It's one of those modern playgrounds with the wood structure and brilliant colored awnings and wood chips and even a porch swing. It makes the playgrounds of my childhood look dangerous and dysfunctional.
I had pen and paper with me, so I tinkered with my to-do list while the girls climbed and yelled and played. A wasp buzzed around us and my insect-terrified younger daughter ran up to me repeatedly to inform me of the danger.
It's funny. When you're a kid, you can't imagine something that would hurt worse than getting stung by a wasp. Of course as an adult, you know that things like dry sockets and childbirth and kidney stones are a far, far worse pain, but praise be to God, my girls don't know anything about that level of hurt. No, a wasp sting is just about The Worst Thing.
The wasp lands and lingers near my hand and I don't even flinch.
On their feet are the brand new shoes that had just arrived in the mail that day. Stride Rites, even. Our cheaper alternatives haven't been holding up as well as they used to, and I found these for a great price on eBay. Sparkly and shiny and new. So of course they wanted to wear them to the playground.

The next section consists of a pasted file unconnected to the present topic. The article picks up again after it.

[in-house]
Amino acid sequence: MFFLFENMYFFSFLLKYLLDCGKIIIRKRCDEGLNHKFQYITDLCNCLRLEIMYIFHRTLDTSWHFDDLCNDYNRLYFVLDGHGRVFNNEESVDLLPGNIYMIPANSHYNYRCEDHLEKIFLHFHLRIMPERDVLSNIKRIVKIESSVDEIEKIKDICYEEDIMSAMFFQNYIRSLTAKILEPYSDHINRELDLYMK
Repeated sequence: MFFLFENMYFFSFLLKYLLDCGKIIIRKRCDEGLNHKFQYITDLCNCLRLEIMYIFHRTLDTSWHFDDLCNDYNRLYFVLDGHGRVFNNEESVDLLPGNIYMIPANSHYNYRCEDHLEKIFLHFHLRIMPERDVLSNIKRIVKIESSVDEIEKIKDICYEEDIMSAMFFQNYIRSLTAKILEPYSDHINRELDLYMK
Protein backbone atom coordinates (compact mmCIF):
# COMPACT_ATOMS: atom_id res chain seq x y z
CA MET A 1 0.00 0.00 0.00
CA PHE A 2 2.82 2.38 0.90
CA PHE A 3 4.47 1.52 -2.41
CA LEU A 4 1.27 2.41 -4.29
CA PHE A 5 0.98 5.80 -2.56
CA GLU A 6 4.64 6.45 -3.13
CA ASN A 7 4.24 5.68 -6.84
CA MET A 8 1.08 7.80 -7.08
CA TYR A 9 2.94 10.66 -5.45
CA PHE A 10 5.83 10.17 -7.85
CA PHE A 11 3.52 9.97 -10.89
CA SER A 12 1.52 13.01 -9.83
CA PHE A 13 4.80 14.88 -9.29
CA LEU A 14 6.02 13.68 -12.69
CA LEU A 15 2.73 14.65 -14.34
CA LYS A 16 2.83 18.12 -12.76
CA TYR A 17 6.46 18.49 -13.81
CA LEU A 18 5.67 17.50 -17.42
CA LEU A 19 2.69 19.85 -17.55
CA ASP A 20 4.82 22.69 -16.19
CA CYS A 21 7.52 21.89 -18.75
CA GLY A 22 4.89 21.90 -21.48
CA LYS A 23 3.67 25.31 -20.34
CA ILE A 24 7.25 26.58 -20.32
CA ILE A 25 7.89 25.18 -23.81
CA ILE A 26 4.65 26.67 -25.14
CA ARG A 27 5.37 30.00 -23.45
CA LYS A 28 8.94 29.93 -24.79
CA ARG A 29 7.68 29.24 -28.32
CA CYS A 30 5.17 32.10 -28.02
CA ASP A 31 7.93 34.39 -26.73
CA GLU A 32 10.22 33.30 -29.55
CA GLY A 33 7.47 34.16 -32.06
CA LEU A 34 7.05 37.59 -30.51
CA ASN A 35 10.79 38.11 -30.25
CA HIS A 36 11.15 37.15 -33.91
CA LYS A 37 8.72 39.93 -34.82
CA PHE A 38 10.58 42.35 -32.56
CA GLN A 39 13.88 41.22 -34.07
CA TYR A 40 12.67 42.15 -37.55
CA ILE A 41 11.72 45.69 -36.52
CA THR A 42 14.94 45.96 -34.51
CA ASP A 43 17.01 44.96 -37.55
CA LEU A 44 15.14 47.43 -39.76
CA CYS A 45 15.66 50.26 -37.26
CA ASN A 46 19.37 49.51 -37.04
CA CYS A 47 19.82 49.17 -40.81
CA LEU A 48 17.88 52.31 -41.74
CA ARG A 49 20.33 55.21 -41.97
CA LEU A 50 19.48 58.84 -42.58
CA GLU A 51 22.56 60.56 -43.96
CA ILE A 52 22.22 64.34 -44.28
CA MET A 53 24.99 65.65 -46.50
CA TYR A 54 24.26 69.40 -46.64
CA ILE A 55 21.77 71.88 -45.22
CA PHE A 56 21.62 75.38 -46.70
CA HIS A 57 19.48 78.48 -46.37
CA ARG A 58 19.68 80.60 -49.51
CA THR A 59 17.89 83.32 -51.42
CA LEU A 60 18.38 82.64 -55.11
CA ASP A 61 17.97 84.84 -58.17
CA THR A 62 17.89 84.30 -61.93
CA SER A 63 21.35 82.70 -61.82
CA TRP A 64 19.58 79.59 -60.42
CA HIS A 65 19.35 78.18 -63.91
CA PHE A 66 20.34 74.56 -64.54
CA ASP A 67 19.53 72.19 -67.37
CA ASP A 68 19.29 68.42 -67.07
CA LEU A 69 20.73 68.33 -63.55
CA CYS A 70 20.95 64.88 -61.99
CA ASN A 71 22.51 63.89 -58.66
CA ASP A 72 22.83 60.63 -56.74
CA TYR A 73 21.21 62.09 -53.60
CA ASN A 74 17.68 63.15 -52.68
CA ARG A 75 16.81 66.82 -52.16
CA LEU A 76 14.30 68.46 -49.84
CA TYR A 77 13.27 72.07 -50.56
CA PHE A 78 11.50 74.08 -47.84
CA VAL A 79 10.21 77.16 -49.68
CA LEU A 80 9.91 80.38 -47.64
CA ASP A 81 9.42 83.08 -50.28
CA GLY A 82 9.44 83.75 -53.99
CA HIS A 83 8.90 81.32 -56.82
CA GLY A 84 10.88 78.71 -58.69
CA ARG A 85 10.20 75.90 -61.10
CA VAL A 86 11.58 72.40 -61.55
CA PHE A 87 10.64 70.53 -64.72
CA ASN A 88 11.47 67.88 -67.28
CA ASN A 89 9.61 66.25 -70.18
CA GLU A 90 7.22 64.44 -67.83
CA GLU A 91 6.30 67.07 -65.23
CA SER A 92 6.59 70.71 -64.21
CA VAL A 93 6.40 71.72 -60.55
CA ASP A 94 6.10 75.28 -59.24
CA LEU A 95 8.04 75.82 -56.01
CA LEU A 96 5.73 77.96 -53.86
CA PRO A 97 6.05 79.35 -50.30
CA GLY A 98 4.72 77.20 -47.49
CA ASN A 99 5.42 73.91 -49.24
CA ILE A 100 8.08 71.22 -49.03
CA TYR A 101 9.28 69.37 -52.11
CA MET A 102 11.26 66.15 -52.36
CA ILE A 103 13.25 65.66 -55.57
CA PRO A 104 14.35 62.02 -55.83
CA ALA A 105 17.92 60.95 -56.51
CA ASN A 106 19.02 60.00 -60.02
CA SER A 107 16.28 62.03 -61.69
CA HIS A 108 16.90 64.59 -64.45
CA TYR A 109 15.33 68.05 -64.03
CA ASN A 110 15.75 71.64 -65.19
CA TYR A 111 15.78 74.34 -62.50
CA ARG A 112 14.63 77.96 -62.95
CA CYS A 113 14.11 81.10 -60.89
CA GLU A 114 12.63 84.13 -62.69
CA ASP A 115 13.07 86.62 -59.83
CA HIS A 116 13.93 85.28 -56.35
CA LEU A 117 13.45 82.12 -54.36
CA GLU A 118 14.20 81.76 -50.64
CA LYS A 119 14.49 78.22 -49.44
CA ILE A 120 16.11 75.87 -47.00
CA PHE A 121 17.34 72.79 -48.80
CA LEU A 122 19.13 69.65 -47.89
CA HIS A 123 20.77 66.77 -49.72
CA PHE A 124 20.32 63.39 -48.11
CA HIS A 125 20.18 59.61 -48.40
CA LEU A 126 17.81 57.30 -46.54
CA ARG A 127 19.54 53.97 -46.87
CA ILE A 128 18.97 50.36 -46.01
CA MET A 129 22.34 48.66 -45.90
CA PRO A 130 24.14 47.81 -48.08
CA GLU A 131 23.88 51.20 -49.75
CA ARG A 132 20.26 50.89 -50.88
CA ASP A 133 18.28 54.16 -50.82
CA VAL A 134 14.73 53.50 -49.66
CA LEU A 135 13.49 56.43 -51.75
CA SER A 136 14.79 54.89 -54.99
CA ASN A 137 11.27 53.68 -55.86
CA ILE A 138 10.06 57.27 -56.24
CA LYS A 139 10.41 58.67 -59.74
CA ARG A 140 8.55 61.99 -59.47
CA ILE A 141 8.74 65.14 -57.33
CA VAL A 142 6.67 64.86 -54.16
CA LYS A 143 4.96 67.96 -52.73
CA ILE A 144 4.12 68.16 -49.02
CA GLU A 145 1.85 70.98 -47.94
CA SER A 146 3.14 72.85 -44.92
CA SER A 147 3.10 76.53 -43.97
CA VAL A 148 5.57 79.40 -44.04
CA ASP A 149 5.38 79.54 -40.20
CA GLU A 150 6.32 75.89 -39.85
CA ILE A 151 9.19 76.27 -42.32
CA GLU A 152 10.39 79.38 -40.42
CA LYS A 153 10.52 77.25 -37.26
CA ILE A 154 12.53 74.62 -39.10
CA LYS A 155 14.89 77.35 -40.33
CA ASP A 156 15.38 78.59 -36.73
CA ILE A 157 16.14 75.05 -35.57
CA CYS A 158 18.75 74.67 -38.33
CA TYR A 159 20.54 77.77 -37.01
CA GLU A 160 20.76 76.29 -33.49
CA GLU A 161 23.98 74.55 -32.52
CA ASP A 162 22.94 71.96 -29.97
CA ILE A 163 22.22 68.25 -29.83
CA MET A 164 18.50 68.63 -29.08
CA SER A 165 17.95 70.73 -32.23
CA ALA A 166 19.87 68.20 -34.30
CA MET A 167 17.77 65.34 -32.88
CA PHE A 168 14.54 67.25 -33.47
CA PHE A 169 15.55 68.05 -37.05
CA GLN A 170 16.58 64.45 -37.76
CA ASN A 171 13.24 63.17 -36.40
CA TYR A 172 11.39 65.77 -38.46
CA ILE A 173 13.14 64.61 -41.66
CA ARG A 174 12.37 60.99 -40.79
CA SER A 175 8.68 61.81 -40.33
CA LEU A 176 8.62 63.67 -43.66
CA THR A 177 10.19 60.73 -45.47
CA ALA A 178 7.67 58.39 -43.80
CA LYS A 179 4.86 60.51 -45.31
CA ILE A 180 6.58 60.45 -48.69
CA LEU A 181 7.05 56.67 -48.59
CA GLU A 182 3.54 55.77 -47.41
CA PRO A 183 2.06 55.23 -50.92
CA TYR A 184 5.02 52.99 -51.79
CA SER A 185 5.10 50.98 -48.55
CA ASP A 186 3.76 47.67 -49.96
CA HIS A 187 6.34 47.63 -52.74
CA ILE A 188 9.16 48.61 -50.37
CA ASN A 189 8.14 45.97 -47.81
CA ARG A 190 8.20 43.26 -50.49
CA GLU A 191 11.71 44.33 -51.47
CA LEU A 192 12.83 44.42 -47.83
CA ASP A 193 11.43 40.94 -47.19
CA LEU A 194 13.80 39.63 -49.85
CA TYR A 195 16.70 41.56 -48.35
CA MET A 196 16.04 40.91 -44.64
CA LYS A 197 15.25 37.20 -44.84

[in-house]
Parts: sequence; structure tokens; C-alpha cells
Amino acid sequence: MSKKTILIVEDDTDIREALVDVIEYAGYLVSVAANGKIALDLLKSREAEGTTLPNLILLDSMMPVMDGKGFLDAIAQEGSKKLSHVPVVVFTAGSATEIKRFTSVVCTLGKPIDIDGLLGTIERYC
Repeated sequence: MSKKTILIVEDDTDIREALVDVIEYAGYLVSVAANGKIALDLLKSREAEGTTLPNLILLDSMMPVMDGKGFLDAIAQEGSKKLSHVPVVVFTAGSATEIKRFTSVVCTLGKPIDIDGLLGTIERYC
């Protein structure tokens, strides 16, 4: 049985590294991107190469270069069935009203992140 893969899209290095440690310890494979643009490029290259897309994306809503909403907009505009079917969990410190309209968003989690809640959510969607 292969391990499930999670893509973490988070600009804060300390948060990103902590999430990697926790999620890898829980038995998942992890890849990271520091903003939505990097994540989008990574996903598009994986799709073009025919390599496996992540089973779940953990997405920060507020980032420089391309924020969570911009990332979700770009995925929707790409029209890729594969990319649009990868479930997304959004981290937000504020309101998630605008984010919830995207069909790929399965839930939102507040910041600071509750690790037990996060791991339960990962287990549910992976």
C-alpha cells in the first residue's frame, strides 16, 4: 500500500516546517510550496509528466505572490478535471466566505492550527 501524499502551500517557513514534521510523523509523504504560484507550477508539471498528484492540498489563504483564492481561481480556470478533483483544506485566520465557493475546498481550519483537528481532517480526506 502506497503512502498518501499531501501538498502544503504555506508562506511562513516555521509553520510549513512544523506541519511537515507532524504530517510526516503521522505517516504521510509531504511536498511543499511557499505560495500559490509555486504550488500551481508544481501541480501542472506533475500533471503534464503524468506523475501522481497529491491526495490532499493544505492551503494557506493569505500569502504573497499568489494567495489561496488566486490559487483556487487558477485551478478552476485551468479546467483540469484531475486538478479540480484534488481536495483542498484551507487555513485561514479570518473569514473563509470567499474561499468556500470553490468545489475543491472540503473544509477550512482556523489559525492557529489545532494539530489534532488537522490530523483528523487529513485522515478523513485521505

Please quit scuffing up your new shoes. We just got them!
They try to be careful for a few minutes, but within minutes of each warning from me, I hear it: scuff scuff scuff.
I open my mouth to scold again, when from within the Voice of Reason interrupts me. "What kind of fool lets her children wear new shoes to the playground, anyway? Shoes are going to get scuffed. Let it go."
It's funny. When you're a kid, you can't imagine why grown-ups are always getting on to you about not scuffing up your shoes. You can't imagine you'll ever be someone who believes that
unscuffed shoes > having fun.
The more I thought about it, the more I realized you know what? I don't want to raise daughters who are afraid of getting scuffed shoes. I can't imagine anything worse than raising women who are too delicate or too precious or too refined to get out there and wrinkle their clothes or mess up their hair or break a nail.
More importantly, I know that change never comes without hard work. I want my girls to be change-makers. I want them leading the charge, not standing on the sidelines worrying over their manicure. If they are to do anything meaningful with their lives, they'll have to dirty their shoes.
Scuff scuff scuff
Their eyes snap to my face, watching and waiting for correction. It's okay, I say. Just shoes, I say. I close my eyes and smile and listen to the work of play.
And I don't even flinch.